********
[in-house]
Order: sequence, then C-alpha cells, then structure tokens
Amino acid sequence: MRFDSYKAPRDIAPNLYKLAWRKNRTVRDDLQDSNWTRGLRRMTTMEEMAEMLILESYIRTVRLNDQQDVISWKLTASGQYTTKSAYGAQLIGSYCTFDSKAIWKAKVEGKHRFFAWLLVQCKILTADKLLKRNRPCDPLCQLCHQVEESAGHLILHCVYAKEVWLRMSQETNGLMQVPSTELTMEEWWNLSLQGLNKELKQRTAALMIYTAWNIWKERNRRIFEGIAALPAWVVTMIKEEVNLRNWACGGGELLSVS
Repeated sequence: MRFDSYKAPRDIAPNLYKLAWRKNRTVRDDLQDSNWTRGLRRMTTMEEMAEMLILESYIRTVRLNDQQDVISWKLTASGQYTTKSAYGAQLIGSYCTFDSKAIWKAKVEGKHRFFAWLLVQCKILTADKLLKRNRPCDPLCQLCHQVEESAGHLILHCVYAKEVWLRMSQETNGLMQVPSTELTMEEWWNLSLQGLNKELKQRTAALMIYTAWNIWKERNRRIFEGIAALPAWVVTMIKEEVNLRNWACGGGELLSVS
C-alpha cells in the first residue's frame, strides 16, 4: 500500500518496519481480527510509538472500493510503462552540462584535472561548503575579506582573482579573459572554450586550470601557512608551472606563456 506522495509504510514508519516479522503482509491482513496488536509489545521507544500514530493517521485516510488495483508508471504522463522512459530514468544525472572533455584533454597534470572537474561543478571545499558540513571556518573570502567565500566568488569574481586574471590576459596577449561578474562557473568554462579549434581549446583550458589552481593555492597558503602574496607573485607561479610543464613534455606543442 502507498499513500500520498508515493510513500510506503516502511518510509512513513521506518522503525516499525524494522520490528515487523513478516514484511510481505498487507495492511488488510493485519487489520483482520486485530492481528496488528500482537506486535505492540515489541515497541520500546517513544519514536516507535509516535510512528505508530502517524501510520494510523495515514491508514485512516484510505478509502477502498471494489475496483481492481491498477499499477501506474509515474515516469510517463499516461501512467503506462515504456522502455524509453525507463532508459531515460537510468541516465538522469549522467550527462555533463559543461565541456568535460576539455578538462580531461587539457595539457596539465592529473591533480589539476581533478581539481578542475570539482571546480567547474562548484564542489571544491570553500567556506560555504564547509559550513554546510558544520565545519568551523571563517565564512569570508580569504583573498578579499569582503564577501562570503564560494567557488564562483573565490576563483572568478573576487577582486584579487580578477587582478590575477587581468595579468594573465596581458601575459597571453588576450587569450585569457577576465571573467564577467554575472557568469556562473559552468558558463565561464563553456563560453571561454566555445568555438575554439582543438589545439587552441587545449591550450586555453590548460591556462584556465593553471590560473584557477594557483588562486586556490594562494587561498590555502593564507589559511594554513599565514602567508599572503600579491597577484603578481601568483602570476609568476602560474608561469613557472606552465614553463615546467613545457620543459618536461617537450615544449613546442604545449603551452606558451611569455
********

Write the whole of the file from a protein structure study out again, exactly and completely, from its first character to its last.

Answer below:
[in-house]
Order: sequence, then C-alpha cells, then structure tokens
Amino acid sequence: MRFDSYKAPRDIAPNLYKLAWRKNRTVRDDLQDSNWTRGLRRMTTMEEMAEMLILESYIRTVRLNDQQDVISWKLTASGQYTTKSAYGAQLIGSYCTFDSKAIWKAKVEGKHRFFAWLLVQCKILTADKLLKRNRPCDPLCQLCHQVEESAGHLILHCVYAKEVWLRMSQETNGLMQVPSTELTMEEWWNLSLQGLNKELKQRTAALMIYTAWNIWKERNRRIFEGIAALPAWVVTMIKEEVNLRNWACGGGELLSVS
Repeated sequence: MRFDSYKAPRDIAPNLYKLAWRKNRTVRDDLQDSNWTRGLRRMTTMEEMAEMLILESYIRTVRLNDQQDVISWKLTASGQYTTKSAYGAQLIGSYCTFDSKAIWKAKVEGKHRFFAWLLVQCKILTADKLLKRNRPCDPLCQLCHQVEESAGHLILHCVYAKEVWLRMSQETNGLMQVPSTELTMEEWWNLSLQGLNKELKQRTAALMIYTAWNIWKERNRRIFEGIAALPAWVVTMIKEEVNLRNWACGGGELLSVS
C-alpha cells in the first residue's frame, strides 16, 4: 500500500518496519481480527510509538472500493510503462552540462584535472561548503575579506582573482579573459572554450586550470601557512608551472606563456 506522495509504510514508519516479522503482509491482513496488536509489545521507544500514530493517521485516510488495483508508471504522463522512459530514468544525472572533455584533454597534470572537474561543478571545499558540513571556518573570502567565500566568488569574481586574471590576459596577449561578474562557473568554462579549434581549446583550458589552481593555492597558503602574496607573485607561479610543464613534455606543442 502507498499513500500520498508515493510513500510506503516502511518510509512513513521506518522503525516499525524494522520490528515487523513478516514484511510481505498487507495492511488488510493485519487489520483482520486485530492481528496488528500482537506486535505492540515489541515497541520500546517513544519514536516507535509516535510512528505508530502517524501510520494510523495515514491508514485512516484510505478509502477502498471494489475496483481492481491498477499499477501506474509515474515516469510517463499516461501512467503506462515504456522502455524509453525507463532508459531515460537510468541516465538522469549522467550527462555533463559543461565541456568535460576539455578538462580531461587539457595539457596539465592529473591533480589539476581533478581539481578542475570539482571546480567547474562548484564542489571544491570553500567556506560555504564547509559550513554546510558544520565545519568551523571563517565564512569570508580569504583573498578579499569582503564577501562570503564560494567557488564562483573565490576563483572568478573576487577582486584579487580578477587582478590575477587581468595579468594573465596581458601575459597571453588576450587569450585569457577576465571573467564577467554575472557568469556562473559552468558558463565561464563553456563560453571561454566555445568555438575554439582543438589545439587552441587545449591550450586555453590548460591556462584556465593553471590560473584557477594557483588562486586556490594562494587561498590555502593564507589559511594554513599565514602567508599572503600579491597577484603578481601568483602570476609568476602560474608561469613557472606552465614553463615546467613545457620543459618536461617537450615544449613546442604545449603551452606558451611569455